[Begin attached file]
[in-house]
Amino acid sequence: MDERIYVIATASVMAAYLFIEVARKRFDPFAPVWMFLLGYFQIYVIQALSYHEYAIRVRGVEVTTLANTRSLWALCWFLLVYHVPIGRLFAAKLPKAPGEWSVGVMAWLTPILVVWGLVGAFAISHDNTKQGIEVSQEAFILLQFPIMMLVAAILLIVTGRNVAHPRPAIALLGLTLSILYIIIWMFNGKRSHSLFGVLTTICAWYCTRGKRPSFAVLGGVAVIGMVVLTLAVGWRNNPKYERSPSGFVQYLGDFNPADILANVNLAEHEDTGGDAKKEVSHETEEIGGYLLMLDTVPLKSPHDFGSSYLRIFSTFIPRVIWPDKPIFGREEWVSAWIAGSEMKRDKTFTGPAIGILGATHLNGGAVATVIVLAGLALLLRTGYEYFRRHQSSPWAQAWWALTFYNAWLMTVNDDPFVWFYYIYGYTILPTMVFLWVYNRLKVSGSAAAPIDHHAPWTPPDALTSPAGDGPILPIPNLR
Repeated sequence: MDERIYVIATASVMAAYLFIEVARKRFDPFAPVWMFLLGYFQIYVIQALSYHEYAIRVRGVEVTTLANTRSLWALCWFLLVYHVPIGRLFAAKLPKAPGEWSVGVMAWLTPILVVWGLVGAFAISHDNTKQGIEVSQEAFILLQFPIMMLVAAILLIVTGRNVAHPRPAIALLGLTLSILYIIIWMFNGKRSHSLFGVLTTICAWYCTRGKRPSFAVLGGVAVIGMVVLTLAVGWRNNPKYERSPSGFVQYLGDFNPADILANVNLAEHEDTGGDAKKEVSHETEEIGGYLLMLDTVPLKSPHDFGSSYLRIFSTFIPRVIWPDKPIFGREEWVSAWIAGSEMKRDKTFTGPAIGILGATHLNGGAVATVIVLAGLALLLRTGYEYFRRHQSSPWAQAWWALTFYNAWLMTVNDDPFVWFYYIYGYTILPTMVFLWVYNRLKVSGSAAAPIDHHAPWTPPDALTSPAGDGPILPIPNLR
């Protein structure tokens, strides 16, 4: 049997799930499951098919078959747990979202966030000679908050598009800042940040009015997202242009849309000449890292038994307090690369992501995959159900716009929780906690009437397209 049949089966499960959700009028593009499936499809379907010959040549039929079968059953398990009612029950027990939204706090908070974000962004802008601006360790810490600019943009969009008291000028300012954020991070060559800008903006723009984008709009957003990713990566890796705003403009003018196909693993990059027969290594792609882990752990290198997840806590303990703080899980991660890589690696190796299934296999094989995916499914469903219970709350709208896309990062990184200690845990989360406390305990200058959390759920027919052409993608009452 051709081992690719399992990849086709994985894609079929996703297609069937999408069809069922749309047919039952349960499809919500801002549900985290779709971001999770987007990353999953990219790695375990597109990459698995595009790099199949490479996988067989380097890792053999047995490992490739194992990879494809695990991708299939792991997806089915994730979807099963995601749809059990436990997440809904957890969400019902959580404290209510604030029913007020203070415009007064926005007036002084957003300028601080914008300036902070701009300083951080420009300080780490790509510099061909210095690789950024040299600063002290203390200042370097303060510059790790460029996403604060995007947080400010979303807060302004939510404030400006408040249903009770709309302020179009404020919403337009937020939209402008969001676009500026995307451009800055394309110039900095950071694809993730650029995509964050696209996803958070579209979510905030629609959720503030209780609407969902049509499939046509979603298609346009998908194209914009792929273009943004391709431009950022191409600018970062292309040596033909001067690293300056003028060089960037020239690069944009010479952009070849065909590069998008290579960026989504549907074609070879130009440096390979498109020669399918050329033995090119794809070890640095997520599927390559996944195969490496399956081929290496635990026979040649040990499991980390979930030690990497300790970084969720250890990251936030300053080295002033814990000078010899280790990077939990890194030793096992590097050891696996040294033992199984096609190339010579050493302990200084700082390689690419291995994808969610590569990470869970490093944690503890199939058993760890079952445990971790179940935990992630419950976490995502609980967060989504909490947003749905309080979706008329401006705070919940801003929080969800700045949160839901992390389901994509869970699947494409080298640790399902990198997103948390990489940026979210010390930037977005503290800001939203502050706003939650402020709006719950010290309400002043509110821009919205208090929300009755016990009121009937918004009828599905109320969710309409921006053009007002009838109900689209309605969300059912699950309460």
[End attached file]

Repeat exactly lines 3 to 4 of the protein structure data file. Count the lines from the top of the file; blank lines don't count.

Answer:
Repeated sequence: MDERIYVIATASVMAAYLFIEVARKRFDPFAPVWMFLLGYFQIYVIQALSYHEYAIRVRGVEVTTLANTRSLWALCWFLLVYHVPIGRLFAAKLPKAPGEWSVGVMAWLTPILVVWGLVGAFAISHDNTKQGIEVSQEAFILLQFPIMMLVAAILLIVTGRNVAHPRPAIALLGLTLSILYIIIWMFNGKRSHSLFGVLTTICAWYCTRGKRPSFAVLGGVAVIGMVVLTLAVGWRNNPKYERSPSGFVQYLGDFNPADILANVNLAEHEDTGGDAKKEVSHETEEIGGYLLMLDTVPLKSPHDFGSSYLRIFSTFIPRVIWPDKPIFGREEWVSAWIAGSEMKRDKTFTGPAIGILGATHLNGGAVATVIVLAGLALLLRTGYEYFRRHQSSPWAQAWWALTFYNAWLMTVNDDPFVWFYYIYGYTILPTMVFLWVYNRLKVSGSAAAPIDHHAPWTPPDALTSPAGDGPILPIPNLR
């Protein structure tokens, strides 16, 4: 049997799930499951098919078959747990979202966030000679908050598009800042940040009015997202242009849309000449890292038994307090690369992501995959159900716009929780906690009437397209 049949089966499960959700009028593009499936499809379907010959040549039929079968059953398990009612029950027990939204706090908070974000962004802008601006360790810490600019943009969009008291000028300012954020991070060559800008903006723009984008709009957003990713990566890796705003403009003018196909693993990059027969290594792609882990752990290198997840806590303990703080899980991660890589690696190796299934296999094989995916499914469903219970709350709208896309990062990184200690845990989360406390305990200058959390759920027919052409993608009452 051709081992690719399992990849086709994985894609079929996703297609069937999408069809069922749309047919039952349960499809919500801002549900985290779709971001999770987007990353999953990219790695375990597109990459698995595009790099199949490479996988067989380097890792053999047995490992490739194992990879494809695990991708299939792991997806089915994730979807099963995601749809059990436990997440809904957890969400019902959580404290209510604030029913007020203070415009007064926005007036002084957003300028601080914008300036902070701009300083951080420009300080780490790509510099061909210095690789950024040299600063002290203390200042370097303060510059790790460029996403604060995007947080400010979303807060302004939510404030400006408040249903009770709309302020179009404020919403337009937020939209402008969001676009500026995307451009800055394309110039900095950071694809993730650029995509964050696209996803958070579209979510905030629609959720503030209780609407969902049509499939046509979603298609346009998908194209914009792929273009943004391709431009950022191409600018970062292309040596033909001067690293300056003028060089960037020239690069944009010479952009070849065909590069998008290579960026989504549907074609070879130009440096390979498109020669399918050329033995090119794809070890640095997520599927390559996944195969490496399956081929290496635990026979040649040990499991980390979930030690990497300790970084969720250890990251936030300053080295002033814990000078010899280790990077939990890194030793096992590097050891696996040294033992199984096609190339010579050493302990200084700082390689690419291995994808969610590569990470869970490093944690503890199939058993760890079952445990971790179940935990992630419950976490995502609980967060989504909490947003749905309080979706008329401006705070919940801003929080969800700045949160839901992390389901994509869970699947494409080298640790399902990198997103948390990489940026979210010390930037977005503290800001939203502050706003939650402020709006719950010290309400002043509110821009919205208090929300009755016990009121009937918004009828599905109320969710309409921006053009007002009838109900689209309605969300059912699950309460």